Oddfellow’s Casino — The Raven’s Empire (2012)
Oddfellow’s Casino — The Raven’s Empire
Location: Brighton, England, UK
Album release: January 30, 2012
Record Label: Nightjar /// An English gem — as whimsical and bittersweet as Robert Wyatt or Talk Talk, but with edgier, more epic production. And the song We Will Be Here is an anthem in waiting. Marcus O’Dair
ABOUT THIS ITEM:
¶ Brighton’s Oddfellow’s Casino sit to the left of contemporary folktronica acts from the obscure (Dollboy) to the famous (Zero 7). Raven’s Empire is a thoroughly haunting affair, steeped in vintage synths, a 30 piece orchestra, dissonant horns and thoughtful vocals. Mystical song titles ‘The Crows And The Rooks’, ‘The Day The Devil Slipped Away’, ‘Death Won’t Have Me’ evoke Hammer horror, The Wicker Man and American Gothic, but David Bramwell’s quaint English vocalisation, pitched somewhere in the middle of Pink Floyd, Robert Wyatt, Talk Talk and Japan, have that ever so polite timbre which can subtly veer into the macabre.
¶ One could accuse this of being deadly serious, but the combination of rootsy guitars, bubbling synths, sparse, ornate productions and gentle, hushed vocals convey the otherworldly tones of an Neil Gaiman novel in which the new, the old, the peculiar and the supernatural tangentially exist together. Syd~like, utterly English and most impressive. / Website: drbramwell.com /MySpace: http://www.myspace.com/oddfellowscasino/ Genre: Electronica / Folk / Psychedelic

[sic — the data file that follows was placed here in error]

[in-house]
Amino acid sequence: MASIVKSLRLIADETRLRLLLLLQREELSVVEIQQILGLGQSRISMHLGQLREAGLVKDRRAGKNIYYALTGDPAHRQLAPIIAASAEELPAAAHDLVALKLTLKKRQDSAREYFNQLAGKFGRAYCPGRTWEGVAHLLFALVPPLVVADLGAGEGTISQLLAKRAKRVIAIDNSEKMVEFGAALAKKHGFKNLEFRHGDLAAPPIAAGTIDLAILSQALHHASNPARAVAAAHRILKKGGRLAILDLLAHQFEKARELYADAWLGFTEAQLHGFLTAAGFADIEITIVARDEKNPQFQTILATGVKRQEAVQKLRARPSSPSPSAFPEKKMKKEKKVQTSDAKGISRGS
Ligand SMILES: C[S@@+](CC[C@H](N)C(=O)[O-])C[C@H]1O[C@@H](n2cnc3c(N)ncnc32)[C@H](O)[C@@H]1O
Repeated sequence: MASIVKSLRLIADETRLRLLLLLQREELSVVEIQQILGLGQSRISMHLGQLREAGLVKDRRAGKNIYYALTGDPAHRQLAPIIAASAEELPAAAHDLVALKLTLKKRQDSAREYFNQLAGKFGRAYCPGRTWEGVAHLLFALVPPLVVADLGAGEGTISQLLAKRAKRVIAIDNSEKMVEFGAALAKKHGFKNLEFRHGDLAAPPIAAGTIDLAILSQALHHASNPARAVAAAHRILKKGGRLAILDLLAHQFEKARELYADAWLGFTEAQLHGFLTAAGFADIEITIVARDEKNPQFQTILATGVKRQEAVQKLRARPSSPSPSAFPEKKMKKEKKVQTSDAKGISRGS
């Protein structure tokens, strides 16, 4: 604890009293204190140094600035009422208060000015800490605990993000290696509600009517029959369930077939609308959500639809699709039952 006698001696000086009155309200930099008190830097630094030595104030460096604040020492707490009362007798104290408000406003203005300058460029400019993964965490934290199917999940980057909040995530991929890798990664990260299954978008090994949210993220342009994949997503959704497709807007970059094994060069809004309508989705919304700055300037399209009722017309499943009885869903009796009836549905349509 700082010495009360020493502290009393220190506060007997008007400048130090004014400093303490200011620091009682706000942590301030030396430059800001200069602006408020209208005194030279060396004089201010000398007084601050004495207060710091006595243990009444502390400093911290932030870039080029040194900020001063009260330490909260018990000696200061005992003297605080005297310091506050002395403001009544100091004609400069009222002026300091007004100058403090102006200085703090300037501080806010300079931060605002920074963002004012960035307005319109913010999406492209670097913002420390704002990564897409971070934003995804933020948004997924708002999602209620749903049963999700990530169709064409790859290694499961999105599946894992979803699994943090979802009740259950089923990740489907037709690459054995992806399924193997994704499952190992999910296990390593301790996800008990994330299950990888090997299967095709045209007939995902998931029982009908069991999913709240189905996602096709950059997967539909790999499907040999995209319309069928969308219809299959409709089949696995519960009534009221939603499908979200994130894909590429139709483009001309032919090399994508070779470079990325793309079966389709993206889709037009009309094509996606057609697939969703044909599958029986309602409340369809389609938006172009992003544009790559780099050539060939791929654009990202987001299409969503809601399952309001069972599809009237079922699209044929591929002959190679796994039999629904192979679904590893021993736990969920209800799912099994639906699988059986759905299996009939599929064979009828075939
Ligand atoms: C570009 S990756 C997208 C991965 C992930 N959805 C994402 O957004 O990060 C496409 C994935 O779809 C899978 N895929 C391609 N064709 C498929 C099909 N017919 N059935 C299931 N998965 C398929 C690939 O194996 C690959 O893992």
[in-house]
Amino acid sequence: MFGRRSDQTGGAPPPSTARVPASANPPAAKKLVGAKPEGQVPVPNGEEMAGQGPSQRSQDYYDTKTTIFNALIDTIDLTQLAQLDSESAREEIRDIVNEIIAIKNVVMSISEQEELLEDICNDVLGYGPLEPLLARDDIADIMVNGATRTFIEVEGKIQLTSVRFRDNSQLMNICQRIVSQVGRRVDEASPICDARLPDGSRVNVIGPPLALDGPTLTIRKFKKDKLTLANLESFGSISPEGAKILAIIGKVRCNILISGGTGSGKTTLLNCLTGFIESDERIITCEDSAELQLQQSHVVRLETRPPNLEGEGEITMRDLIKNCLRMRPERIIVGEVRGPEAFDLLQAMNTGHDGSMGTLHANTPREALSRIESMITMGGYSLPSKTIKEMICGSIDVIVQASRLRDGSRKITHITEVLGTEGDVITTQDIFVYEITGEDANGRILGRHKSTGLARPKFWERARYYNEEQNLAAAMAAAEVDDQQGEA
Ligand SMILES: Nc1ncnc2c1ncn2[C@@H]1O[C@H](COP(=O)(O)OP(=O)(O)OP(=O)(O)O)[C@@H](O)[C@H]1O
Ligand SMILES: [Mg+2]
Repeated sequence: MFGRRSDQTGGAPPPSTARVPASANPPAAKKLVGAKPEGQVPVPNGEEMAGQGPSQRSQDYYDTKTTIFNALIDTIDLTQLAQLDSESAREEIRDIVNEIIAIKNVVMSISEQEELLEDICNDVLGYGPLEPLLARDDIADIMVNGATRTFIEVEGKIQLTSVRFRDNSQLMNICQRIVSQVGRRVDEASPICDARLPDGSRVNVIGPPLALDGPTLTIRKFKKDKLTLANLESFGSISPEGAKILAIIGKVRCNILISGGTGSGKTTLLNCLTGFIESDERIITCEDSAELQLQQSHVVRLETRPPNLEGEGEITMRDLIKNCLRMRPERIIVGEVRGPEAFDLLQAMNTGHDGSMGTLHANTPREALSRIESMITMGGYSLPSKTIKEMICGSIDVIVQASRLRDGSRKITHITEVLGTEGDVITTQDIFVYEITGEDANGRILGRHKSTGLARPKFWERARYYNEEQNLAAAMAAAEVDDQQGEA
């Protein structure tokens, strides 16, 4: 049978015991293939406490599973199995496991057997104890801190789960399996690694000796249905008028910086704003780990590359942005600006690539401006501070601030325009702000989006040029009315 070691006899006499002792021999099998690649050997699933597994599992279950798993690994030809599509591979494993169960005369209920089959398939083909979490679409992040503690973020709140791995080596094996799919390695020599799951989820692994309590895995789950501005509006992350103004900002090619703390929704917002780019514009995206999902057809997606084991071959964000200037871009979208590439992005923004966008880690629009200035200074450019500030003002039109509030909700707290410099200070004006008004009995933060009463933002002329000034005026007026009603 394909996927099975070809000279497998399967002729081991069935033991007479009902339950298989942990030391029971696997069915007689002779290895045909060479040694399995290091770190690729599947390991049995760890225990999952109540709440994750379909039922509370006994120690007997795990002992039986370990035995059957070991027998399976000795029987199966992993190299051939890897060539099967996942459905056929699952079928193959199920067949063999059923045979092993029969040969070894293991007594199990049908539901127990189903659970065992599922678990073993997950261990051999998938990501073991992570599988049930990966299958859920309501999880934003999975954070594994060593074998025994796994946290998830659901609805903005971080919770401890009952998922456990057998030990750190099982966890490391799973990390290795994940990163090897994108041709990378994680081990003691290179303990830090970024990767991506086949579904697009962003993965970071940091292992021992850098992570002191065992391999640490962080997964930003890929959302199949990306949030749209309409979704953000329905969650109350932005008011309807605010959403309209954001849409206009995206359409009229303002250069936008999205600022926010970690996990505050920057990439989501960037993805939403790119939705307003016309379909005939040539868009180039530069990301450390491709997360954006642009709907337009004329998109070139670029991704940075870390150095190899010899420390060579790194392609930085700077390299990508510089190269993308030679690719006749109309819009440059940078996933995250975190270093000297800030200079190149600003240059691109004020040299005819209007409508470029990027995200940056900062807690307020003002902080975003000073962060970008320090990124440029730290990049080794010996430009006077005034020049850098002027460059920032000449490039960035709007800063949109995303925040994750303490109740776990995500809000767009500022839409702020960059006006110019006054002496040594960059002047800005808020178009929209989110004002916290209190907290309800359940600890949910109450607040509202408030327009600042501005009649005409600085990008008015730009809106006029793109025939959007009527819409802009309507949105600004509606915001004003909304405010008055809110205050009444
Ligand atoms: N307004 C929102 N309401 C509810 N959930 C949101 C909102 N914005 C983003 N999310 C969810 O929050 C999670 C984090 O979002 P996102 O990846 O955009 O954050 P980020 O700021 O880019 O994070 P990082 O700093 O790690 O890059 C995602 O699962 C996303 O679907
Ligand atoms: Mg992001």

1. The Day The Devil Slipped Away 6:11
2. Winter In A Strange Town 3:39
3. We Will Be Here 4:45
4. Bluebirds 5:30
5. The Crows & The Rooks 3:01
6. When The Comet Came 5:50
7. You’ve Come To These Woods... 6:58
8. Death Won’t Have Me 5:36
¶ Founded by Brighton eccentric ‘Dr’ David Bramwell (“a medical man by rumour only”), Oddfellow’s Casino’s sporadic career could be ascribed to their leader’s restless, varied work~rate and the shifting obligations of the band members he borrows from groups such as Clearlake, Stereolab and former Pickled Egg label~mates The Go! Team.
♠ The quirky English whimsy of Oddfellow’s 2002 debut Yellow Bellied Wonderland was beginning to be replaced by colder, darker concerns by the time of follow up Winter Creatures, and The Raven’s Empire continues this sundown journey into the bleakest season. This is an album revelling in harsh nature and unwelcoming towns, shot through with fear, death and the occasional uncanny visitor.
¶ The subtle production treatments by Grasscut’s Andrew Phillips add an unsettling, edge of the senses feel to many of the album’s songs, although Bramwell’s smooth, multi~tracked vocals sometimes sound like they’ve been possessed by a very depressed auto~tune. The soft, stately music of the current brass and woodwind coloured Oddfellow’s octet is cut from the same cloth as the various bands associated with Brighton’s Willkommen Collective (The Leisure Society et al), but The Raven’s Empire is in a more literary tradition.
¶ Death Won’t Have Me is an Anglicised, modernised retelling of Jean Cocteau’s ghost story Death and the Gardener, while the other~worldy presence in The Day the Comet Came comes from a Lovecraftian lineage. The bleak midwinter shivers of the album also echo with the supernatural fiction of English writers from M R James to Neil Gaiman. With its criss~crossing themes, multiple narrators and geographical specifics, the record is kin to the interlinked, time~spanning tales of Alan Moore’s eerie Northamptonshire novel Voice of the Fire — praise not given lightly.